ST. LOUIS – The Deadspin headline this summer said it all: “Max Scherzer Is An Intense Weirdo.” The featured clips showed the Washington Nationals ace snarling at a hitter and barking out stream-of-consciousness curse words at the beginning of his violent delivery.
Kyle Hendricks has such a blank look on his face when he pitches that it’s hard to tell if it’s spring training or the playoffs. That’s exactly why the Cubs would have as much confidence in Hendricks starting a big game as Jon Lester or Jake Arrieta, the same way the Nationals expect to win when Scherzer grips the ball and unleashes the fury and the arsenal of pitches that got him a $210 million megadeal.
“Absolutely,” first baseman Anthony Rizzo said. “He pitched Game 7 of the World Series with ice in his veins.”
Hendricks vs. Scherzer would be a fascinating clash of styles in a Cubs-Nationals playoff series already loaded with personalities, star power and pressure points. But whether it’s a game that means everything to generations of fans around the globe – or a Thursday at a dead Busch Stadium the night after the Cubs celebrated their National League Central title – it doesn’t matter to Hendricks.
“He might be pitching as well as anybody in the National League right now,” Maddon said before watching Hendricks throw five scoreless innings against a desperate St. Louis Cardinals team that got eliminated from the wild-card race when a Cactus League crew closed out a 2-1 win in the 11th inning.
Maddon insisted he hasn’t been floating trial balloons, even though it almost sounded like a Game 1 endorsement for a pitcher who has put up a 2.19 ERA in 13 starts since coming off the disabled list (right hand tendinitis) in late July.
“Everybody’s in play,” Maddon said. “We haven’t decided anything yet. I’ve been saying consistently that I think he’s throwing the ball as well as I’ve ever seen him pitch. Even though he went through a potential Cy Young year last year – which was outstanding – I have not seen this combination of velocity/location.
“Earlier in the year when his fastball was 83-84 (mph), I was concerned about deception off the fastball to the changeup. Now you see that wider spread, and you see these guys just taking strikes. When he’s really going good, that’s what you see, the take and there’s no argument. The hitter knows.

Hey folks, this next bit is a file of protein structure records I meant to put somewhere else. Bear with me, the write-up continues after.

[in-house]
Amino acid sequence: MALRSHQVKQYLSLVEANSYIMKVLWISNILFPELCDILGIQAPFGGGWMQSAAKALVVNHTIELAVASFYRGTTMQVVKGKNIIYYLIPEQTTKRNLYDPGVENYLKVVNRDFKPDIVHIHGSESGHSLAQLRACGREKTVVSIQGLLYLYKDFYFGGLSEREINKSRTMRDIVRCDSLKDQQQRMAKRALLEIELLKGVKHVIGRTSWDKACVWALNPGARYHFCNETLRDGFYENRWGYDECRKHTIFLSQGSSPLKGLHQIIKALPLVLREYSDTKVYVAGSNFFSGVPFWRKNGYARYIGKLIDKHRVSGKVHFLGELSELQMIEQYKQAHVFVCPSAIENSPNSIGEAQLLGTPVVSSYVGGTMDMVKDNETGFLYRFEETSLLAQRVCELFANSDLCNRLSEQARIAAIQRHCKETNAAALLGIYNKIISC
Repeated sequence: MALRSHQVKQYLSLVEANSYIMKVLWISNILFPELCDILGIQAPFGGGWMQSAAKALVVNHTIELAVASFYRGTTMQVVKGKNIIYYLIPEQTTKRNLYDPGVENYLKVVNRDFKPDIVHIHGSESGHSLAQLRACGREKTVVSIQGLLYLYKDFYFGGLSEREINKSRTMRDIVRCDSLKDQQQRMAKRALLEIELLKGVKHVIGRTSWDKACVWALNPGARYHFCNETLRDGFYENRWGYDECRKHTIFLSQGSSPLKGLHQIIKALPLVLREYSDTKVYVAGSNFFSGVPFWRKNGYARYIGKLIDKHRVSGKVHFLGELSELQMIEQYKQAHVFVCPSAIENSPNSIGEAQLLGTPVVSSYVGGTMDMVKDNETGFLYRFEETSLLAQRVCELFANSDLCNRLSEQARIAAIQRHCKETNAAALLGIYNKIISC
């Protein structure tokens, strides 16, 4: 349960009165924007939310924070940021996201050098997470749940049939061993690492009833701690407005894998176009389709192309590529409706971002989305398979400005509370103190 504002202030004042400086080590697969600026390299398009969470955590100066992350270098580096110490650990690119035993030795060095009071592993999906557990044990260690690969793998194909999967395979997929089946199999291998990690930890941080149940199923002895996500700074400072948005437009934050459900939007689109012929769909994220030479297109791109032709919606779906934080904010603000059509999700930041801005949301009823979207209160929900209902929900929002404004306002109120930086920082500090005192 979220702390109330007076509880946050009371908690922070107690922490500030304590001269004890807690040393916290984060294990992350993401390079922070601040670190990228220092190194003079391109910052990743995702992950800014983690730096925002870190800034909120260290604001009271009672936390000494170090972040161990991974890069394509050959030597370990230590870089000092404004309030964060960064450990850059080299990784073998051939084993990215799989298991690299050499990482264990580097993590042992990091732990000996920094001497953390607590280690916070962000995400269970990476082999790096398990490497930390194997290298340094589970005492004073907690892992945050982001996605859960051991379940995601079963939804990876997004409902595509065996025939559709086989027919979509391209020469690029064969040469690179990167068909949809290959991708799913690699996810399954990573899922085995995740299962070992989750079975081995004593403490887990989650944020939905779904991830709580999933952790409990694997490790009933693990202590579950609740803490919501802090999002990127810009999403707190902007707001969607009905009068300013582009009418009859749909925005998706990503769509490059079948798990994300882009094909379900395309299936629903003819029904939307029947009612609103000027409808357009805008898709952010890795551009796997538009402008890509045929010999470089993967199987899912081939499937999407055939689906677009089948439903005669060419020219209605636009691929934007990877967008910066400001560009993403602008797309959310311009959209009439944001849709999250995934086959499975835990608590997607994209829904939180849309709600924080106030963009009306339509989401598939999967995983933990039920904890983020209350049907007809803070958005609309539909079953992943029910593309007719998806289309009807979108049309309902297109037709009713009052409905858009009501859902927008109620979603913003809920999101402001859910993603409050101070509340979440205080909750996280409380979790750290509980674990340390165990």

“Now we’re seeing 88s, 89s and that’s why the changeup and the curve have gotten so much better.”
At a time when Lester is going through inexplicable control issues and insisting he’s fine physically, and Arrieta is still recovering from the Grade 1 right hamstring strain he suffered on Labor Day, and Jose Quintana has never started a playoff game before, the Cubs have a clear idea of what they can expect from the Dartmouth College graduate with an economics degree.
“A hundred percent, I’m ready,” said Hendricks, who struck out nine of the 19 hitters he faced while walking only one. “When you’re locked in, you take every game just as another game. Even if it’s a Game 1, my focus is just make good pitches.
“Whenever I’m out there, read the situation, know what I have to do, know my game plan and rely on my preparation.
“I’m right where I need to be going into the playoffs. If they want to give me the ball Game 1, great, but whenever they give it to me, I’m going to be ready.”
Because Hendricks already started the biggest game of his life and has grown from the experience, resembling the pitcher who led the majors with a 2.13 ERA last year and beat Clayton Kershaw and the Los Angeles Dodgers on the night the Cubs won their first NL pennant in 71 years.
“He’s steady,” Rizzo said. “He’s consistent. Good start, bad start, indifferent, he’s doing his homework before the games. He has a plan out there and he sticks to his plan. If he doesn’t have one of those pitches one night, he can make in-game adjustments. He spots up all the time.
“He’ll be ready for any atmosphere or any environment. Any situation that he’s put in, he’ll be ready.”
The Cubs left St. Louis as a 90-win team, ending the flickering playoff hopes for the Cardinals with Taylor Davis getting the game-winning double, Jen-Ho Tseng earning his first big-league win and Leonys Martin making a spectacular, leaping, game-ending catch at the center-field wall to steal a home run from Paul DeJong.
The Cubs will now have a week to decompress, break down the Nationals from every angle and then ramp it back up again on Oct. 6 at Nationals Park. Don’t be surprised if it’s Hendricks vs. Scherzer.
“He assimilates his adrenaline in different methods as opposed to most other people,” Maddon said. “His manifestation is different. That was like effusively happy out there all night long. He’s just so able to control. He’s just that guy that channels his inner energy so well. His focus is so strong and his mental commitment to himself is so strong. He’s a different animal.”